Because of this, all overhead watering should be avoided! If you must use a hose and let the water rain down, make sure it is happening in an area with good wind flow, and spend some time pouring the excess puddled water out of the center of your echeverias.
There are two approaches you can use for watering your water sensitive succulents. One is to place the pot in a shallow dish of water for a few minutes and allow the medium and roots to soak up the water from below. The other is to use an athletic squirt bottle, a spray bottle with a straight stream, or a gallon pump sprayer, to apply water directly to the soil, avoiding contact with the leaves and plant material as much as possible. This approach can be very labor intensive, but with a pump sprayer with a long wand, it doesn’t take that long. It’s important to get the soil decently soaked if you will only be watering once a week.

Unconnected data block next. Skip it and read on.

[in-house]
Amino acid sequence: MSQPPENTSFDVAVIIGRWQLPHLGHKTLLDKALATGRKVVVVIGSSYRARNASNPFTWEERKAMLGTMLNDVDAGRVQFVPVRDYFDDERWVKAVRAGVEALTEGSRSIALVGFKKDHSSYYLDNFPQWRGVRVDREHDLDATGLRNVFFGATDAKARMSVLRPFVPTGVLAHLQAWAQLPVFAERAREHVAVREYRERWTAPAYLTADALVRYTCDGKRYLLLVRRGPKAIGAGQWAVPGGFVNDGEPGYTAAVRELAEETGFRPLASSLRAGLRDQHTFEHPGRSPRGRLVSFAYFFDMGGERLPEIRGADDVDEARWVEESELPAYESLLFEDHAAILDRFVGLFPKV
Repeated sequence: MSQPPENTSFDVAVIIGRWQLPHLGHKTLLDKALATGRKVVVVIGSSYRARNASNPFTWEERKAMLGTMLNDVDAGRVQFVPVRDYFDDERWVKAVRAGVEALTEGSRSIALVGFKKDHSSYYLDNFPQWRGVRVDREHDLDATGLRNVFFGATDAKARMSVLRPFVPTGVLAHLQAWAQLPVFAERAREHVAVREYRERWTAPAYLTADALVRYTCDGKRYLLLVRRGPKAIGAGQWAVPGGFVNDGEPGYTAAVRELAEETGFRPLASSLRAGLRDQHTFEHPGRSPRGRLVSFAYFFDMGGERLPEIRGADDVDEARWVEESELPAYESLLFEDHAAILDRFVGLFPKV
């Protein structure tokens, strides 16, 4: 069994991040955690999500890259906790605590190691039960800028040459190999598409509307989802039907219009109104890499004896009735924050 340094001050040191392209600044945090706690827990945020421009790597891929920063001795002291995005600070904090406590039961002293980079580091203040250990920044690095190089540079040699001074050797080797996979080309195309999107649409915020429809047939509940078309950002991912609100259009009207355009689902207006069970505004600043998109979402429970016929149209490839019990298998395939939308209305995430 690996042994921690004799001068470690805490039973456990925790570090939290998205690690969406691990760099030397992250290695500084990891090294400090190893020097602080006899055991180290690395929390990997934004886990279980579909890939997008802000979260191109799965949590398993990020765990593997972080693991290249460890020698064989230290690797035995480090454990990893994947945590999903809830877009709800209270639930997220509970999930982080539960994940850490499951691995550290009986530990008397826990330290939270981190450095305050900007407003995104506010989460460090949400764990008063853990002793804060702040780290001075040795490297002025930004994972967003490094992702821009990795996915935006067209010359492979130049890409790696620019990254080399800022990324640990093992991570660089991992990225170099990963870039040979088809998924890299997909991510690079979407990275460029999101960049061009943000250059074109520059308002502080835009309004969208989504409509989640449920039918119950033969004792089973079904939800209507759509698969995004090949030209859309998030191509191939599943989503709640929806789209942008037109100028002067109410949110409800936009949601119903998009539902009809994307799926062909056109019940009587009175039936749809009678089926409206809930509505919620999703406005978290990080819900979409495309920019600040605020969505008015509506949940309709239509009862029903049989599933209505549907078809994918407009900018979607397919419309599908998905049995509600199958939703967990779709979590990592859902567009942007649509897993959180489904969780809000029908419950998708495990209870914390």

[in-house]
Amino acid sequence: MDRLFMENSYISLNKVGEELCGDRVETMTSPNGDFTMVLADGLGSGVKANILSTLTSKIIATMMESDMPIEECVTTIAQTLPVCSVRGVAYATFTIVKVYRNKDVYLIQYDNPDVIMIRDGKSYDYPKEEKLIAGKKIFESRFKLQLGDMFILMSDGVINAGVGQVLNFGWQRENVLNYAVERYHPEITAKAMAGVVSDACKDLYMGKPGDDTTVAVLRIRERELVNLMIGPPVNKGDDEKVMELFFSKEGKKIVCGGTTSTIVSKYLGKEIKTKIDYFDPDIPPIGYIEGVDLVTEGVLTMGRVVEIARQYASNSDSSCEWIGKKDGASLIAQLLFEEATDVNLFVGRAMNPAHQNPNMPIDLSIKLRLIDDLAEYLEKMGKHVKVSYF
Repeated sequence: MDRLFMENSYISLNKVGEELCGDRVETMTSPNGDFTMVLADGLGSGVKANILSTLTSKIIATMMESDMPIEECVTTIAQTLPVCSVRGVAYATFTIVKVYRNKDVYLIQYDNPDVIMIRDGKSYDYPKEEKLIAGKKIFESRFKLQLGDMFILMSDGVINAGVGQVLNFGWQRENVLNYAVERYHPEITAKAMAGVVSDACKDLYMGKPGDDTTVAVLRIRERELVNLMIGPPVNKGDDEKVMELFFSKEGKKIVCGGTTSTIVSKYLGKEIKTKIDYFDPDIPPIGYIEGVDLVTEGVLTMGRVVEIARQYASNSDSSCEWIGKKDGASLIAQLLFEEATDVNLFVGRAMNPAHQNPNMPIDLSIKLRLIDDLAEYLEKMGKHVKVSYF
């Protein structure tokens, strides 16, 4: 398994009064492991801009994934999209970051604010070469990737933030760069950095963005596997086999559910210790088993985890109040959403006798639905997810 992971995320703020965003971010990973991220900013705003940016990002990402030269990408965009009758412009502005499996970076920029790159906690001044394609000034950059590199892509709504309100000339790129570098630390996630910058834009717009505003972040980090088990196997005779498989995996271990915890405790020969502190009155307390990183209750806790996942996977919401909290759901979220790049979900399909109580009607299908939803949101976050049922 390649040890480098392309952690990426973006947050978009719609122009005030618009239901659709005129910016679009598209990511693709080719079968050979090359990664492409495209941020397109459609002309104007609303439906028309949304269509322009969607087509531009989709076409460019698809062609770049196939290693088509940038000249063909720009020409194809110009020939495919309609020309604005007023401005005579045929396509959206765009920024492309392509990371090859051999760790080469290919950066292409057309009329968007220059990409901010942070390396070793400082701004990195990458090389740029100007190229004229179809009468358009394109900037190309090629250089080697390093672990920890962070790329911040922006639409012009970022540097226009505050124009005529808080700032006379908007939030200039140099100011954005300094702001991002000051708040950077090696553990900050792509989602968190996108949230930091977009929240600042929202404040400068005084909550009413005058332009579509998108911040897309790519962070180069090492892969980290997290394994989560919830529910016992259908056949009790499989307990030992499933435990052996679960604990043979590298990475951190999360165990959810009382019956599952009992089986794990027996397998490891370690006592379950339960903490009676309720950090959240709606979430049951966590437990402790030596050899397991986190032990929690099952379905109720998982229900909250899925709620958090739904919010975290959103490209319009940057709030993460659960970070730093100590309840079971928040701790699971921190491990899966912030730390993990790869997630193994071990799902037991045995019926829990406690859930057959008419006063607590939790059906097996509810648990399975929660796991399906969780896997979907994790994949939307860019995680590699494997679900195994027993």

As for frequency, this is a tricky question. Here at the nursery, we seem to have the succulents grouped by plants that get watered once a week and are very water sensitive, and ones that get watered twice a week and can receive water in the form of a hose sprayer versus the meticulous careful watering of the soil only. It is better to under water and keep an eye on the leaves for water stress than to overwater and lose the plant to crown rot. If you see the leaves looking less plump and potentially shriveled looking, this is a sign the plant is water stressed and needs to be watered.
Now that we have our dry succulent zone at the nursery, keep an eye out for more succulents being propagated here in the nursery, and for the new made-in-house succulent and cactus mix that is formulated for our tropical conditions!
This blog was written by Alli, part of the Seascapes Sales Team.